Dandenault was drafted by Detroit with the team’s second pick in the 1994 NHL Entry Draft.

Detroit also signed Swedish defenseman Niklas Kronvall to a two-year contract. As per club policy, financial terms of the agreement were not announced.

Kronvall was the twenty-ninth overall pick in the 2000 NHL Entry Draft. He has spent the last four seasons playing with Djurgardens IF Stockholm of the Swedish Elite League.

If Kronvall doesn’t make the Red Wings’ roster in training camp, he will play with Detroit’s AHL affiliate, the Grand Rapids Griffins.

Hasek Announces Return

Dominik Hasek officially ended his one-year retirement today, announcing in a conference call with reporters that he will return to the NHL next season.

“I’m looking forward to getting on the ice once again with my teammates,” said Hasek, who retired in 2002 after claiming the Stanley Cup.

Rumors regarding Hasek’s comeback started circulating shortly after the close of the Stanley Cup Finals. The Red Wings added substance to the rumors by announcing they had been in touch with Hasek and by picking up their $8 million option on him for next season.

Hasek didn’t officially make his decision until Monday night, when he notified Red Wings general manager Ken Holland of his intention to return to the NHL.

Hasek’s return leave the Red Wings with two $8 million goaltenders as Curtis Joseph, signed to replace Hasek last spring, has two years remaining on his deal with Detroit. Joseph’s contract includes a no-trade clause, which Hasek’s does not.

“To this point, I have not asked Curtis or his agent to waive his no-trade clause,” Holland said before Hasek’s decision was made. “Once Dom’s final decision is announced, then I will look at our options.”

The Red Wings have indicated that they would be open to trading Hasek instead of Joseph if the offer were right, but they have been shopping Joseph in recent weeks and may ask him to accept a trade.

Monday the Red Wings announced the signing of prospect Jiri Hudler to a three-year contract. Hudler, Detroit’s top pick in the 2002 NHL Entry Draft, is expected to compete for a roster spot in the fall.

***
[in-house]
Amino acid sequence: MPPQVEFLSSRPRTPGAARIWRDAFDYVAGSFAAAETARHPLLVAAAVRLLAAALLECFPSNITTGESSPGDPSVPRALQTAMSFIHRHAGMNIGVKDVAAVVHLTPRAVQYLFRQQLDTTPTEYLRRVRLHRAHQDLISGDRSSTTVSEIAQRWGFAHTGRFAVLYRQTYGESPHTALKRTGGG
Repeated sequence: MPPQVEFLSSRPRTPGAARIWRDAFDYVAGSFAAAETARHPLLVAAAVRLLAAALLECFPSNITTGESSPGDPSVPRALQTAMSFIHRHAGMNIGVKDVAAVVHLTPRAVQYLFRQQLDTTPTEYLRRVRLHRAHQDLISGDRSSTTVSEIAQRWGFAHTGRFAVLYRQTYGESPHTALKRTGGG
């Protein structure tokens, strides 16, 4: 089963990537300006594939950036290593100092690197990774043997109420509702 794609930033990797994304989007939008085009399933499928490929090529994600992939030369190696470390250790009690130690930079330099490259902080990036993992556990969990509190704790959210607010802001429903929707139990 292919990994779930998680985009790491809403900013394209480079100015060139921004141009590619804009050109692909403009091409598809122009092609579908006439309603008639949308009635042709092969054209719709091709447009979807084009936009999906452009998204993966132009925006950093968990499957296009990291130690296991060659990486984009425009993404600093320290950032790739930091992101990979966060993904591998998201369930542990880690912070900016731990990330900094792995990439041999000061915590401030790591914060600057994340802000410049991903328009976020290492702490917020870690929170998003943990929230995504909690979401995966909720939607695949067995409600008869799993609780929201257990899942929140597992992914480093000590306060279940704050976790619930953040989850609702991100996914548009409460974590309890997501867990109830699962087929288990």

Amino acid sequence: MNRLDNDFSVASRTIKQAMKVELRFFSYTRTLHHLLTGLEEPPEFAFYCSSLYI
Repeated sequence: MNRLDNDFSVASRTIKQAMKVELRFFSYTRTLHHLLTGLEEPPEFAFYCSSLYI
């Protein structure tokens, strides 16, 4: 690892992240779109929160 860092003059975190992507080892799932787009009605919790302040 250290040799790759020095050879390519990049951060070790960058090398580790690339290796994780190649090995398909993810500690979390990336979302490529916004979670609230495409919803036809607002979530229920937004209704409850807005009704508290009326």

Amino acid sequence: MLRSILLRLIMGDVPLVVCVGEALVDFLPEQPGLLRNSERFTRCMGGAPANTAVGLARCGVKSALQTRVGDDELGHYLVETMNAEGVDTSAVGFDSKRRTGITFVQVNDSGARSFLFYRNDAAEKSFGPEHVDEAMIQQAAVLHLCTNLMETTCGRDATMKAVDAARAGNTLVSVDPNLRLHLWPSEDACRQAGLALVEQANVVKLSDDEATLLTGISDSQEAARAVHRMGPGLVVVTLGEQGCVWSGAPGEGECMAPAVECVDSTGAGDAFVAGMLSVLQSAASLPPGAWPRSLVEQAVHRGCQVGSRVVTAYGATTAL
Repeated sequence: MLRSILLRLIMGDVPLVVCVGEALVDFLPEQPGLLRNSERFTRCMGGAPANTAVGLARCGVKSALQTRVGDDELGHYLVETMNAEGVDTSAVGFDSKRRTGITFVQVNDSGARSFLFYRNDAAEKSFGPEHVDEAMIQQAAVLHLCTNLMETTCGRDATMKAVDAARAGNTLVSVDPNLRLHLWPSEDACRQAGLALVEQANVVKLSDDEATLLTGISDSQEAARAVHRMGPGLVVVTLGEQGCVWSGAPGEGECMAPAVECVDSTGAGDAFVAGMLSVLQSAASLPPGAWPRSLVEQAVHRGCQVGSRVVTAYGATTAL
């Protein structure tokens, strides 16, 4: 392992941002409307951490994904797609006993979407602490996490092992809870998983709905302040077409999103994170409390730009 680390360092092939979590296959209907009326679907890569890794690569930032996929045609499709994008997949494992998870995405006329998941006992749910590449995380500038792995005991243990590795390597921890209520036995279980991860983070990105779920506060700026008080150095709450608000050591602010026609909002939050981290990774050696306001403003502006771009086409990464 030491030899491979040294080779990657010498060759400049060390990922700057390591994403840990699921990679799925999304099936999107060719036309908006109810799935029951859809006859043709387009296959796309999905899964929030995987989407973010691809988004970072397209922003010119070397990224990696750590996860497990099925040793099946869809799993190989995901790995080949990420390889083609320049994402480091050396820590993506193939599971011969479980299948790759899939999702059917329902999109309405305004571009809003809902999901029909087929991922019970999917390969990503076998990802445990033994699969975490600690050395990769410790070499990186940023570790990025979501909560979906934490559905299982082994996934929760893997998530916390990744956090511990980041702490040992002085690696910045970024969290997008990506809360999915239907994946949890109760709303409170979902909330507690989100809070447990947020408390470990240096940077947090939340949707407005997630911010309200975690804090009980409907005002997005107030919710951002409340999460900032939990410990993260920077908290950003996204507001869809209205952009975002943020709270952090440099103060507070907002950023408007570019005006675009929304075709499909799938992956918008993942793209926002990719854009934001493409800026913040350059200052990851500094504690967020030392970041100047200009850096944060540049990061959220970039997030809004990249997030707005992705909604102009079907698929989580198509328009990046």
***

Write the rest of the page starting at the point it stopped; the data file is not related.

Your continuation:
NHL Free Agent Scene Finally Roars to Life

After two days of inactivity on the NHL’s free agent front, the silence was finally broken Thursday with four major signings and a three-way trade.

The free agent market opened one minute after midnight on Tuesday morning but the only major move made between then and Thursday was Philadelphia’s signing of goaltender Jeff Hackett from the Boston Bruins.

Thursday, some of the big-name free agents finally found homes as teams finally opened up their checkbooks. The Colorado Avalanche and Detroit Red Wings were the big spenders of the day, both picking up players in an attempt to claim one more Stanley Cup before the NHL lockout expected to begin in the summer of 2004.

Colorado bolstered an already impressive forward corps with the addition of former teammates Teemu Selanne and Paul Kariya.

Kariya, embittered by the fact that Anaheim, the team he captained for many years, failed to make him a qualifying offer, signed with the Avalanche for only $1.2 million for one season. Selanne also signed a one-year deal, reportedly worth $5.8 million. Both players accepted less than their market value for the chance to play together and compete for the Cup.

Detroit began their attempt to shift to a more defense-minded system with the signing of former Dallas captain Derian Hatcher. Hatcher, a native of the Detroit area, did not receive an offer from the Stars before accepting the Red Wings’ five year deal. The contract is reportedly worth $30 million over its lifetime.

The Columbus Blue Jackets made the first foray into big free agency spending in franchise history, signing tough checking forward Todd Marchant away from the Edmonton Oilers. Marchant was coveted by many teams, including the usually-big-spending New York Rangers, but accepted less money from the Blue Jackets than he had demanded from the Broadway Blueshirts.

After the free agent deals of the day were done, a trade shook up the rosters of three NHL teams.

Colorado, desparate to find roster space for Kariya and Selanne, dealt center Steve Reinprect to the Buffalo Sabres for defensive prospect Keith Ballard. The Sabres then packaged Reinprect with blueliner Rhett Warrener in a deal with the Calgary Flames for former Avalanche center Chris Drury and center Steve Begin.

The long summer still has time for the many star free agents available to find a home. Sergei Fedorov, who has announced that he will not return to the Red Wings, is reportedly in talks with several teams. Rangers captain Mark Messier and top defenseman Brian Leetch are both still available. Detroit’s Luc Robitaille and Anaheim’s Adam Oates are also still on the market.